Another study that highlighted the bidirec-tional relationships between these variables was that of Song and Volling (2015), who examined how the coparenting and temperament of the first child influenced the cooperative behavior after the birth of a sibling. The results demonstrated the significant bidirectional interaction between the sensitivity dimension of the temperament and cooperative coparenting, as well as interactions between sensitivity, cooperative coparenting and undermining coparenting.

Coparenting as a predictor of tempe-rament and its greater influence than that of parenting. The first study that related the coparenting variables and temperament was that of Belsky et al. (1996). The authors specifically addressed the unsupportive coparenting behavior and the inhibition dimension of the child's temperament. As a result it was found that unsupportive coparenting was related to less inhibition. Another important aspect in the article was that the coparenting predicted inhibition in children more than the measures of parenting alone, that is, coparenting influences inhibition more than parenting.

The study by Karreman et al. (2008) dealt with the relationships between parenting, coparenting and the effortful control dimension in preschool children. The results indicated coparenting as a predictor of effortful control, over and above maternal and paternal parenting. In addition, coparenting was significantly related to effortful control, both through observation and through the questionnaire.

Coparenting and temperament did not present relationships. In only two articles the variables coparenting and temperament did not present any significant relationship. The study by Stright and Bales (2003) related the characteristics of the children and parents and the quality of the coparenting during observation of family interactions. The temperament of the child was not related to support or to the lack of support in the coparenting. In the study by Favez et al. (2016) the evaluations that parents made of the child's temperament were not related to the coparenting interactions.

Temperament and coparenting were related. Some studies indicated the correlation between temperament and coparenting. The study by Metz et al. (2016) examined the rela-tionships between the dimensions of supportive and undermining coparenting and the fearful temperament dimension in predictive and concurrent analyses. A concurrent association was found, that is, when the fearful temperament and undermining coparenting were measured at the same time. However, no predictive relationships were found, when the fearful temperament was measured previously and undermining coparenting behavior subsequently.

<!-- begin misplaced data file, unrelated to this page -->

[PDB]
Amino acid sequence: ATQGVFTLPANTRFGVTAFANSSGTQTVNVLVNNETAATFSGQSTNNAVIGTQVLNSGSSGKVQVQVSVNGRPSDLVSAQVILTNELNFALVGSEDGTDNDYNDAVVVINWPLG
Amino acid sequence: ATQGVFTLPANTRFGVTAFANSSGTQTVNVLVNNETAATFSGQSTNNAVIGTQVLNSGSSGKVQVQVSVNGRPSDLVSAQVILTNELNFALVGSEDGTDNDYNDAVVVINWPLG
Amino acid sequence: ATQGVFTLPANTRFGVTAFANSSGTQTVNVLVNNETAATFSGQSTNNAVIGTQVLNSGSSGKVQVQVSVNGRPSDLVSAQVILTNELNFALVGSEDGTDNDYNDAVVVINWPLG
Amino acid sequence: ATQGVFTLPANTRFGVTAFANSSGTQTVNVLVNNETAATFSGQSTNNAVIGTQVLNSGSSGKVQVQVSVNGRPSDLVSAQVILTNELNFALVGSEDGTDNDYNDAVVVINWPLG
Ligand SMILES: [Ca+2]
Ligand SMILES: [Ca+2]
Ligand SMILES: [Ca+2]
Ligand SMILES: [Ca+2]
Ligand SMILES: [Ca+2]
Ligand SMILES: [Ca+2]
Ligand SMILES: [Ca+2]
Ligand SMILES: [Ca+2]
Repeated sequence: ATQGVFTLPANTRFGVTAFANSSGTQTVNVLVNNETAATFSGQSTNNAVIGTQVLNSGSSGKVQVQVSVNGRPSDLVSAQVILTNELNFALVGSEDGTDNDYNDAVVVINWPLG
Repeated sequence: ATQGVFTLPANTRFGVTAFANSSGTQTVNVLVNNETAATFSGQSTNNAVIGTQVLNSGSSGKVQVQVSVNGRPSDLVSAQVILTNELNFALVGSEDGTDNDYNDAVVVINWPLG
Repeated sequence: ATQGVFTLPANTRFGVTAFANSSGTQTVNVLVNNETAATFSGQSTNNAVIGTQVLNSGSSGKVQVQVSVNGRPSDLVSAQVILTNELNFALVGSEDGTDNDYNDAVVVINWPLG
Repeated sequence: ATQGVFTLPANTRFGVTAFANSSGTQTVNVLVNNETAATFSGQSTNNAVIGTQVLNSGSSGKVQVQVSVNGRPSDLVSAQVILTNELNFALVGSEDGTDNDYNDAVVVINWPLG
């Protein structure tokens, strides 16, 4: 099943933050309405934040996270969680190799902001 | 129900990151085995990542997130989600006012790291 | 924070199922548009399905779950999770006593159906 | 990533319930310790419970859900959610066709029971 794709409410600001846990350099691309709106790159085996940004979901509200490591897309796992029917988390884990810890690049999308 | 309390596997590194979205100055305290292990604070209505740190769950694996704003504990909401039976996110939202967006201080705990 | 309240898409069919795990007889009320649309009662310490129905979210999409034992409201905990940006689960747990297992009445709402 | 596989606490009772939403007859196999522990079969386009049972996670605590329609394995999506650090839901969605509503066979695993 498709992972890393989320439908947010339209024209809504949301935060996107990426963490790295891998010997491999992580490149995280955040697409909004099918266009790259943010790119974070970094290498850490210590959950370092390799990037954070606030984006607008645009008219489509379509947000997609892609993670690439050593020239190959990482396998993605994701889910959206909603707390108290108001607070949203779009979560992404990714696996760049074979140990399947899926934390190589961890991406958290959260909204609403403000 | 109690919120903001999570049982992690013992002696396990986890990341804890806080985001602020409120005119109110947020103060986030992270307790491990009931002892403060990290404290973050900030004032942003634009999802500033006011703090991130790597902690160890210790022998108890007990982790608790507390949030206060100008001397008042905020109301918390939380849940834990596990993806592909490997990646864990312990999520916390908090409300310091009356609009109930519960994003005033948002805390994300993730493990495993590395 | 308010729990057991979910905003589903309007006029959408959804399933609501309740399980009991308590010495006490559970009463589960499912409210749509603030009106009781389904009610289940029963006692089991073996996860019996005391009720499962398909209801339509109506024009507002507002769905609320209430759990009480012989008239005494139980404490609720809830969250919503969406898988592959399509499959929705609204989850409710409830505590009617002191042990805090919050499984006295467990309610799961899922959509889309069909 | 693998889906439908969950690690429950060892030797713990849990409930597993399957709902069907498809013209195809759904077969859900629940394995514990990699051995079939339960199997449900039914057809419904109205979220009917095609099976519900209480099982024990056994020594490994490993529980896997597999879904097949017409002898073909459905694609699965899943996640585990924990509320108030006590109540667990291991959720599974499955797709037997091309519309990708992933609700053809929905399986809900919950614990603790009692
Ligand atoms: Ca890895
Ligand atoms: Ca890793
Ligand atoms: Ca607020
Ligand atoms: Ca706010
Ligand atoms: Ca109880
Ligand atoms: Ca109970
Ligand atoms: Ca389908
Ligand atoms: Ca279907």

When investigating the role of coparenting in the stability of the childhood temperament in the first 15 months of the infants' lives (0-3, 8, and 15 months), Rogowicz's (2016) study indicated a significant relationship between negative coparenting and children with difficult temperaments in the early months postpartum. However, this relationship between negative coparenting and the difficult temperament of the child was not identified when the child was eight months of age.



This systematic review sought to analyze the results found in empirical articles that inves-tigated the relationship between the variables coparenting and childhood temperament. By means of the categorical analysis that was carried out, the existence was evident of significant relationships between the temperament and coparenting variables, since only two articles did not present the expected relationships. It should be highlighted that the samples of these two articles, of 40 (Stright & Bales, 2003) and 69 families (Favez et al., 2016), were smaller than the majority of the other studies selected.

The majority of the studies indicated tem-perament as a predictor of coparenting. Feinberg (2003), in his model of Internal Structure and Ecological Context, also suggested the influence of temperament, as an individual characteristic of the child, on coparenting. Likewise, the moderating role of coparenting as a risk and protection factor was problematized by Feinberg (2003) and appears in three articles in this review. The findings corroborate the theory by highlighting, for example, that supportive coparenting moderated relationships between the temperament of the child and depressive symptoms of the parents (Solmeyer & Feinberg, 2011).

It was noted, however, that only three articles presented a design in which it was possible to observe the bidirectional relationship between coparenting and the child's temperament. Although the majority of the studies mentioned the systemic theory, as well as Minuchin's (1982) structural theory, which understands subsystems as interdependent and interrelated, the data were analyzed in a single direction. According to the systemic theory, a possible comprehension would be of a recursive causal relation that is not exactly bidirectional. However, in the quantitative study, bidirectionality is what most resembles this understanding.